By Sharon Brettkelly of RNZ

More than 1500 childcare centres, kindergartens and play centres have insurance cover through New Zealand insurer Crombie Lockwood.

Those with business interruption cover under their Child Proof scheme policies will receive up to 25 per cent of annual turnover of up to $250,000. If each of those businesses receives the maximum amount the total payout is nearly $94 million ($93,750,000).

The unusual deal means individual childcare operators will get a payout of up to $62,500 each. However, broker Crombie Lockwood says there will be no Covid-19 cover for any new or renewed policies.

Crombie Lockwood would not be interviewed but its website says it has been working with the insurance giant Lloyd’s of London to ensure that all Child Proof policyholders are honoured up to the expiry date of their existing policies.

“The policy will reimburse you for lost income during the period of ordered closure. This may include a loss of parents’ fees, Winz subsidies, any other subsidies and any reduction in MOE bulk funding during the closure period,” the statement on its website says.

“The maximum limit is 25 per cent of annual turnover up to $250,000, with a 48-hour excess – no cover for first two days of closure. The limit applies to each site.

“Crombie Lockwood has been working with Lloyd’s of London to ensure that all Child Proof policyholders are honoured up to the expiry date of their existing policies. However, a Covid-19 exclusion will be applied for new policies and future renewals. This exclusion is not unique to our scheme but is being applied to pandemic policies worldwide by insurers.”

Early Childhood Council head Peter Reynolds said the money would be crucial to centres which were under financial stress.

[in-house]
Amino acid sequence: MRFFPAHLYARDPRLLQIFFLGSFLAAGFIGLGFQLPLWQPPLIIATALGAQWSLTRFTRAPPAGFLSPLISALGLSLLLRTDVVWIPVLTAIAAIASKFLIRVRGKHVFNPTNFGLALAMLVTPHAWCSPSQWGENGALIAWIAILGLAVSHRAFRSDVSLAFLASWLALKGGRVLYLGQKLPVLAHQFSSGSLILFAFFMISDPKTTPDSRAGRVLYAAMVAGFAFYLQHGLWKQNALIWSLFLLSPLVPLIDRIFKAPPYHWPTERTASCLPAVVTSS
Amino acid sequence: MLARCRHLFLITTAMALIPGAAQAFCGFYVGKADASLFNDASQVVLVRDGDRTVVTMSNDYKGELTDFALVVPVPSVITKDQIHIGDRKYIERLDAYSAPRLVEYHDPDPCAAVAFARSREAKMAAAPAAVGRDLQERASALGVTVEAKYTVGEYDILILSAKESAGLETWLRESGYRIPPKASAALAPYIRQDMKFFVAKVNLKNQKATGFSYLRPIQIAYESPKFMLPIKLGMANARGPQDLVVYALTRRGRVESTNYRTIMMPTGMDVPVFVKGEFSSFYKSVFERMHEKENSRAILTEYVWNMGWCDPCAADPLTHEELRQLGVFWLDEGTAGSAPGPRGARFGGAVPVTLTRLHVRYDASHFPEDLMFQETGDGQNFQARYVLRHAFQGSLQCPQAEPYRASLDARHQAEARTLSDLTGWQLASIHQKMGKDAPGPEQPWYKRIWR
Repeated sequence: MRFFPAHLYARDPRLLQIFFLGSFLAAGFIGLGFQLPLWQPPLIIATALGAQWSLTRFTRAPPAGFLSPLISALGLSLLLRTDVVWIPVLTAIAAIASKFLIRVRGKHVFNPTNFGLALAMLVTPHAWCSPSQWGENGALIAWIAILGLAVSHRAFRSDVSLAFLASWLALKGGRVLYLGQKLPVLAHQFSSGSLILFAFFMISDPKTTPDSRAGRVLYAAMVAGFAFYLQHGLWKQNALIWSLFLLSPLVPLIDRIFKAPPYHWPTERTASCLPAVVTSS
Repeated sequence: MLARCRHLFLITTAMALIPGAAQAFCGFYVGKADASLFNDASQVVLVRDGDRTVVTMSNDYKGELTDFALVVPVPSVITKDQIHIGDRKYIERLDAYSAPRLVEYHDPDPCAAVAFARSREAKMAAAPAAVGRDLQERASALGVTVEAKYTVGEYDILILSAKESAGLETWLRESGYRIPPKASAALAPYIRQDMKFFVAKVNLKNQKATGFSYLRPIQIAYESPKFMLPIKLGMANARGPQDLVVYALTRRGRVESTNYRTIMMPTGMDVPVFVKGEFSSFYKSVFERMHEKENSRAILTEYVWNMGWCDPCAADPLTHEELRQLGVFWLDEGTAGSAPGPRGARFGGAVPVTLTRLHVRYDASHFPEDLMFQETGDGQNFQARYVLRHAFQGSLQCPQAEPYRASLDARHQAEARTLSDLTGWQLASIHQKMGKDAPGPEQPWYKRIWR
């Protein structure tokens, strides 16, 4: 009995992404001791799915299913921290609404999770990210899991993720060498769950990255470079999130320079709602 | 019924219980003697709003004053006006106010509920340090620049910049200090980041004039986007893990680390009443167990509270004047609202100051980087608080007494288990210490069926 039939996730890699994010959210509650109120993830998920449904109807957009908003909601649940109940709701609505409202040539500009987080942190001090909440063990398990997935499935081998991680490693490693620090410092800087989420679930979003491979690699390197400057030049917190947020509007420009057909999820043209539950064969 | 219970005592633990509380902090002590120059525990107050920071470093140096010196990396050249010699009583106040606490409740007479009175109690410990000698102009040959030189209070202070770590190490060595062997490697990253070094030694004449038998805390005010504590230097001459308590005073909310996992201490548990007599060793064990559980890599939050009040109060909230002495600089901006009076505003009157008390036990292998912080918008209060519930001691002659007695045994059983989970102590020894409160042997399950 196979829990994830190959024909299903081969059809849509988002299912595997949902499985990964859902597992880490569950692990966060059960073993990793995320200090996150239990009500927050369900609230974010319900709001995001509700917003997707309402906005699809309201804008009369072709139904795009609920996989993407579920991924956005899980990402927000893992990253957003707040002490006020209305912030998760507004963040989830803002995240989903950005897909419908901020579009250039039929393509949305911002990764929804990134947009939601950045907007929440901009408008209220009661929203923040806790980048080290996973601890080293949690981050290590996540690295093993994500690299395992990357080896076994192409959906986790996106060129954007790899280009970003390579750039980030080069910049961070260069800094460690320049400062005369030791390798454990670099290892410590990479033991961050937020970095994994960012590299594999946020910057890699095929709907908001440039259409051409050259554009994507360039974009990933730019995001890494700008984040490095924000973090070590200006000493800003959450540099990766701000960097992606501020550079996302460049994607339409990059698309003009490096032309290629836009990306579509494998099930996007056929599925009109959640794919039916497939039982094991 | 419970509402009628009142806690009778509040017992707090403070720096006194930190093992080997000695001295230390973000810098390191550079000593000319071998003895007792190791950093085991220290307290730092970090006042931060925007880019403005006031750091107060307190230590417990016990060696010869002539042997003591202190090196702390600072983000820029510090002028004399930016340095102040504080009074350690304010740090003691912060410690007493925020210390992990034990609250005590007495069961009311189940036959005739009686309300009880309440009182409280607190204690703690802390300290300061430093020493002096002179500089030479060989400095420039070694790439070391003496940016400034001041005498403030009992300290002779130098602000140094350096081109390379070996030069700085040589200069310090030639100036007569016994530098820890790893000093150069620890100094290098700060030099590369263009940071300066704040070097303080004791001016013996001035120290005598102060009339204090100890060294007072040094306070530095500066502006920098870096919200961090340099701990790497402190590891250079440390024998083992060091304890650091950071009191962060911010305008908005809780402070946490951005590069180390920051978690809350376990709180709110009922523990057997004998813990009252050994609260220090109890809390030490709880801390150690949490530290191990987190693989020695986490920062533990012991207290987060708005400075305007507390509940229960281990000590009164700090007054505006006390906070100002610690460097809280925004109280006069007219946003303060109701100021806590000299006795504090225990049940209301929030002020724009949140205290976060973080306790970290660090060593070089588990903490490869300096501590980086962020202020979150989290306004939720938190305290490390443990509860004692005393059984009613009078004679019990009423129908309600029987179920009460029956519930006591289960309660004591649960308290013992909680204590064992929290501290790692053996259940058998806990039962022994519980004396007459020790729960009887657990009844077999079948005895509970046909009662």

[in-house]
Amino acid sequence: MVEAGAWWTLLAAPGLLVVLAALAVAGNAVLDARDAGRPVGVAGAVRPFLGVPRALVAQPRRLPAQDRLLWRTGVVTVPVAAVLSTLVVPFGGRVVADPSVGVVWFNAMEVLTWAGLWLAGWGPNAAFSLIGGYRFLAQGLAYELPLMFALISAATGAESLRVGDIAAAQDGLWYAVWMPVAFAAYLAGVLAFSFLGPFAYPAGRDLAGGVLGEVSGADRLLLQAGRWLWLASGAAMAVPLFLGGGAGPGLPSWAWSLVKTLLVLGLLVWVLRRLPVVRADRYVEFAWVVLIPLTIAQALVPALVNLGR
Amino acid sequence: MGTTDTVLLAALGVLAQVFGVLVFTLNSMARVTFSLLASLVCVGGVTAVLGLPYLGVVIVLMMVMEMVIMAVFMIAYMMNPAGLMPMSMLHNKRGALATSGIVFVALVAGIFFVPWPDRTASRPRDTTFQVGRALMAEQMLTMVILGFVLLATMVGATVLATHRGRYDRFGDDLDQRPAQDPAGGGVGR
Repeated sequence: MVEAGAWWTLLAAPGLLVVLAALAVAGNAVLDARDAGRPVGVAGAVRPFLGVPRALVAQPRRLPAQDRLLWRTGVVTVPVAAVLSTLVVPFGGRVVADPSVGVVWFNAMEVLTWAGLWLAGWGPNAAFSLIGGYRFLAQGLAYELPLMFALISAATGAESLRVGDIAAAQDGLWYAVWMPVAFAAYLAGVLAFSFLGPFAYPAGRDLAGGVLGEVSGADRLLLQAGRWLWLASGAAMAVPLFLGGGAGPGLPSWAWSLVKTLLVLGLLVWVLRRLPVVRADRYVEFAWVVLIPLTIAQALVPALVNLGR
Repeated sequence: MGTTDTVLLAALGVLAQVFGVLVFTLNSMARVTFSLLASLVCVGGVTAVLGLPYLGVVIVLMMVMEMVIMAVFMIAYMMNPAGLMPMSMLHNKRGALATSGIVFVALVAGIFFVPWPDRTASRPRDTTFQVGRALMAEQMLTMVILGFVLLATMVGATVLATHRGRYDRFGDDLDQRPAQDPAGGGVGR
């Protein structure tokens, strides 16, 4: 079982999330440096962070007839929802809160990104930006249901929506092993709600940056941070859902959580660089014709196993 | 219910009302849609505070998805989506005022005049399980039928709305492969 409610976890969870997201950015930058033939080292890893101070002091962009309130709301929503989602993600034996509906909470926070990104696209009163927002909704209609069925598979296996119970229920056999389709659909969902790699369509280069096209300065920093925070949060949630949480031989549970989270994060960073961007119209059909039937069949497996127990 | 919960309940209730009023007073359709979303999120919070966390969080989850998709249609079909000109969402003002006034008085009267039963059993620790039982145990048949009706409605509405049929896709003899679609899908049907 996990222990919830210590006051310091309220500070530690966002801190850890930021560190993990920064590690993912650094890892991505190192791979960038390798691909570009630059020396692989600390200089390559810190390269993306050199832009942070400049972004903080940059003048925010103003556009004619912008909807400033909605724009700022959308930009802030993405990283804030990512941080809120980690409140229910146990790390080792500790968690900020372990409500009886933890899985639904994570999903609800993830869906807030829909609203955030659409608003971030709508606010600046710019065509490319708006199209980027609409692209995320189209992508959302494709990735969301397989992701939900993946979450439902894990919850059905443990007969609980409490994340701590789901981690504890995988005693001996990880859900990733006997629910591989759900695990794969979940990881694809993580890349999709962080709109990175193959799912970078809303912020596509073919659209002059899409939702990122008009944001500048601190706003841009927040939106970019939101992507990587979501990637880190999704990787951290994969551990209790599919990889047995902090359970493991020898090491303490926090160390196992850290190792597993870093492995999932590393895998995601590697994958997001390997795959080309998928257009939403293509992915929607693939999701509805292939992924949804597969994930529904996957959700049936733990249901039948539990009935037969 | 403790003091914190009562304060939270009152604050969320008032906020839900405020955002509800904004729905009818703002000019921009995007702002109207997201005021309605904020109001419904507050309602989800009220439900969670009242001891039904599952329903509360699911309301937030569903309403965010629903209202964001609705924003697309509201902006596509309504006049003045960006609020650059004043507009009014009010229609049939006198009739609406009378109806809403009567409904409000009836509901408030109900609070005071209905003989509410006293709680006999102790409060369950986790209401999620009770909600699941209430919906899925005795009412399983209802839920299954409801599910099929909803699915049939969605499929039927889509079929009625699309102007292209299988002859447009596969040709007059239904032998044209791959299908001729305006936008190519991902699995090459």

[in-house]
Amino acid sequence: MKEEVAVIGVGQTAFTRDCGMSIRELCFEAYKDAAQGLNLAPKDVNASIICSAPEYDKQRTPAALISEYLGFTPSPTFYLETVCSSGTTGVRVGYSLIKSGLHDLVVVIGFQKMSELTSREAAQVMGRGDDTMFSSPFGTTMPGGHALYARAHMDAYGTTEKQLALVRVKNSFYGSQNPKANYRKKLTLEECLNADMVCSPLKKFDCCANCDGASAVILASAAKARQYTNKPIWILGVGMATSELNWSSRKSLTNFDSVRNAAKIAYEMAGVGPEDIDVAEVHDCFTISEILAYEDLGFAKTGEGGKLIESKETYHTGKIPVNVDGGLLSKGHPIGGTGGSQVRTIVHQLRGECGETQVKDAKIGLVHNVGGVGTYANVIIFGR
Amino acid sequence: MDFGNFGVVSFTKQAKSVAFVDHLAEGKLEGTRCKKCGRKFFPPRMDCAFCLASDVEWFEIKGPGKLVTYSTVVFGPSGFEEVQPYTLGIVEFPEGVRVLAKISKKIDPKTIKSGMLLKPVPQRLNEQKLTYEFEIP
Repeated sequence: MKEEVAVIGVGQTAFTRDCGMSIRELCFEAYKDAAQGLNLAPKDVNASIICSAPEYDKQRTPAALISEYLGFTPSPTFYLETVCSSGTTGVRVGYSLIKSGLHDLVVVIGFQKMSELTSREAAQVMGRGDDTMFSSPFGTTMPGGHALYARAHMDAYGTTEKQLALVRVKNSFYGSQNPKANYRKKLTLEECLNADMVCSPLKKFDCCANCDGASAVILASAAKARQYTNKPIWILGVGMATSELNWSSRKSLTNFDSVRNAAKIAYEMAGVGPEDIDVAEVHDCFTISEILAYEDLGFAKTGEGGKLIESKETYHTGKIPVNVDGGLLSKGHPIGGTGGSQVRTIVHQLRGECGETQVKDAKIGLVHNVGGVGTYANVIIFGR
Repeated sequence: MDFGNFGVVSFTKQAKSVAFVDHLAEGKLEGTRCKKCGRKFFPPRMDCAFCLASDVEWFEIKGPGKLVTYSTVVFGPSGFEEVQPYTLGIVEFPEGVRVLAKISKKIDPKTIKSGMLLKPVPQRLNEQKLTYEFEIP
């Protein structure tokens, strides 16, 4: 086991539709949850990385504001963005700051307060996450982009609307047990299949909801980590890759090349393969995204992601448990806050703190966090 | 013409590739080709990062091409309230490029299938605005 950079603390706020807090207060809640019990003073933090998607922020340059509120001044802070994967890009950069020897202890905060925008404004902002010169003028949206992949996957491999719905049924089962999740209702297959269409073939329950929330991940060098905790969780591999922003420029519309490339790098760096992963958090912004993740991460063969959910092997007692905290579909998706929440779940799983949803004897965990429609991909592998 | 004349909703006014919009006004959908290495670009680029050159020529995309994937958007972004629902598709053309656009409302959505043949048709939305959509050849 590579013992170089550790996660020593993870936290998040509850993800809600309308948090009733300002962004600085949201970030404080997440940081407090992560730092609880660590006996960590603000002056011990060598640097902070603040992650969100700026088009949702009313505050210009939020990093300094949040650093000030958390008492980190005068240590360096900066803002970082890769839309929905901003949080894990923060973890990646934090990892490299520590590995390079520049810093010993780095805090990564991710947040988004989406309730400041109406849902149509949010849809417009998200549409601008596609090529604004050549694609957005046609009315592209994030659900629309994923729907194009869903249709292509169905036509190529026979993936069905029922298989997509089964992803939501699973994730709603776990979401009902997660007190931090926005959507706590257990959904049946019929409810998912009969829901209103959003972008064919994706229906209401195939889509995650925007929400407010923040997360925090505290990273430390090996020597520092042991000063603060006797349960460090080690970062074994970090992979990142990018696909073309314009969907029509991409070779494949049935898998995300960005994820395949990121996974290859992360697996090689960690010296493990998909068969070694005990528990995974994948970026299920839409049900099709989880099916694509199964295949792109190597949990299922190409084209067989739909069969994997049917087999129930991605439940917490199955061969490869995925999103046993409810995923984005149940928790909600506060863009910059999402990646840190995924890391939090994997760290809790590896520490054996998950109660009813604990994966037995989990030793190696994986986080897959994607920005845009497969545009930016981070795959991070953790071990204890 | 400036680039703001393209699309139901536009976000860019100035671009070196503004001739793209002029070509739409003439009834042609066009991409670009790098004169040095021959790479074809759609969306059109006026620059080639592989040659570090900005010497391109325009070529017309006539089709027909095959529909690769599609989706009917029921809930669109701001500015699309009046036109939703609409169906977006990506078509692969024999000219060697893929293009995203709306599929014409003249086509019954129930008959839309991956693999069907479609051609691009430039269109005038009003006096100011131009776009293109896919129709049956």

About 86 per cent of 1300 of its members are insured with Crombie Lockwood.

The Government is continuing its subsidies to early childhood centres but it is up to each service to decide if they will continue to charge families while they are shut down.

“Its been our recommendation to our members not to charge parents fees but we realise that puts them at considerable stress. They’re having to struggle with this, they’re having to do their sums right now and see just how long they can survive,” Reynolds said.

Insurance council chief executive Tim Grafton said the Crombie Lockwood deal for childcare centres was very unusual.

“This arrangement is very unusual. By far almost all business interruption policies these days and for a number of years have had an exclusion in them for pandemics, and they have exclusion for war and other things that are just too catastrophic and astronomical in their costs to be able to insure,” Grafton said.

Insurance companies rewrote their policies after being hit by huge costs from Sars 17 years ago.

Since then, individual businesses may have negotiated specific pandemic cover but traditional business interruption insurance only covers actual damage to property.

“If six months ago I came along and said, ‘Hi do you want to buy pandemic insurance in case the whole world closed down’, you’d get laughed out of court, no one would be purchasing that policy because they would think it would never have happened, but today it has happened,” he said.

Little School owner Maria Johnson insured her seven preschools through Crombie Lockwood for many years but switched brokers because she got a better deal.

She said she wouldn’t get a business interruption payout and was “devastated, disappointed”.

“It is a real shame when you pay insurances and you have business interruptions that insurance companies aren’t coming to the party,” she said.

She had been in the childcare business for 17 years and survived the Sars outbreak but this was much worse.

“I’m feeling confident that we will be able to last two to three months but if it is pushed out any longer I don’t know if we will be able to open our doors again.”

NZ Herald

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